Crop of a 1944 black and white aerial photograph showing the area around Wellington and Commissioner, with yellow street labels I've added on Wellington, Sparks, Queen St W, Commissioner, Bronson, and Albert. Wellington crosses Queen St W and Sparks Street in a stretched X intersection (almost a double Y), and off Wellington at the south end of this forks Commissioner, which crosses Albert connects in to Bronson at Slater. Unlike today, traffic coming north on Bronson can connect into downtown on Wellington Street via Commissioner.

The Bunnell report illustrates a more methodical approach to handling traffic than ad hoc recommendations by traffic inspectors or ratepayers. Bylaws were passed and the Traffic Committee agreed to temporarily enforce Bunnell's suggested parking regulations starting on Monday, October 7, and unofficial "no parking" signs installed by businesses outside their stores were ordered removed.58 On December 17, a week before the trial regulations were set to expire, they were extended to January 25. Alderman L. L. Coulter wanted this to be extended even longer "until the snow was off the ground and more cars were on the streets [than in just the winter months]" but was overruled, since "the system, on the whole, was proving successful."59

End of Part 5

I had initially planned to lump the 1910s to the 1960s period of Wellington Street's history into a single post, mostly glossing over the period between the two wars during which Wellington Street saw no substantial changes and focusing on some major NCC projects affecting Wellington in the 1960s and 1970s (The period above was literally a single bullet point in my initial outline). However, the NCC projects turned out to be interesting enough for their own post (currently planned for Part 7 and Part 8), and as I accumulated more material for the remaining period I decided to divide that into two parts also. Parts 5 was so far the hardest to put together, since they involve a laundry list of details that don't easily fit into a single narrative, and unlike most of the rest of this series, I didn't have any of it hashed out before I posted Part 1—hence the delay between the previous part and this one.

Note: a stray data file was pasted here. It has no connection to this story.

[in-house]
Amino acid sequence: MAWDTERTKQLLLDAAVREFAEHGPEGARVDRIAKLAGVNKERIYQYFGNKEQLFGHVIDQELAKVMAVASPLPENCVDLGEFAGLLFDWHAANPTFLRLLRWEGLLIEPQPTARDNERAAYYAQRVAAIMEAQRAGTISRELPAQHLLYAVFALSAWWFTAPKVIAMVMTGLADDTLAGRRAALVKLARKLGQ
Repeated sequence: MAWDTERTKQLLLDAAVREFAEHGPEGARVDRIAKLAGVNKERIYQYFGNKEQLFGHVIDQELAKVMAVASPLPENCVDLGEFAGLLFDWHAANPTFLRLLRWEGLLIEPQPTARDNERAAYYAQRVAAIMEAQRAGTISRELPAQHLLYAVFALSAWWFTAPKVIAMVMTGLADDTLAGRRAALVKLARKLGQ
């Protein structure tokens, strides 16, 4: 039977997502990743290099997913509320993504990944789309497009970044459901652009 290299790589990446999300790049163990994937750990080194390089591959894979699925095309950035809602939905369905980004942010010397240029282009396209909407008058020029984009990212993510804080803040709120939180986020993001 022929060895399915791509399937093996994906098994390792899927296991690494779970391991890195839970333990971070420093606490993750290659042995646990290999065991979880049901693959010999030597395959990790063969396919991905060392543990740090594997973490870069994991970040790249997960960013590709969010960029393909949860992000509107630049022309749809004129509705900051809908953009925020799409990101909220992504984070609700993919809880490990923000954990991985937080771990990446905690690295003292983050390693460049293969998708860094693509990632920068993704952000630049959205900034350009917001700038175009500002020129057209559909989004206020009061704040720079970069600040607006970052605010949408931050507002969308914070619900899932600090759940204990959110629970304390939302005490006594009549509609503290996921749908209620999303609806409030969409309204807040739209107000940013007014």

So join us next time for a continuation of looking at traffic and road works into the 1950s and 1960s in Part 6. I imagine another delay as I get that one sorted out, then 7 and 8 should come easily after that.

As always, I've done my best to filter out the wrong information and provide sources for the rest; corrections are welcome by email, tweet, or comment (all comments are moderated). (*When it's ready, I'll note the planned posting date in the full list of posts in the Introduction post)

Show/hide references

  • 1: "A Tourist's Guide to Ottawa." Urbsite, Accessed on 2014-01-05, I got the photo from this Urbsite blog post. I'm not sure where he got the photo, but it appears to date from the early 1930s.
  • 2: "Drawing No. 29: Plan of Ottawa, Hull and Vicinity 1914." Ottawa Historical Maps. Carleton University MacOdrum Library, Accessed on 2019-11-25, This is from the 1915 Bennett report (Report of the Federal Plan Commission on A General Plan for the Cities of Ottawa and Hull 1915); the link here is to Carleton U's scan of the map.
  • 3: Haig, Robert. "1826." Ottawa, City of the Big Ears, 1975, p. 64.
  • 4: "Letter to the editor from A.H. Jarvis." Ottawa Journal, 1922-01-19, p. 6 Col 3.
  • 5: "Want Another Car Extension." Ottawa Journal, 1913-11-19, p. 10.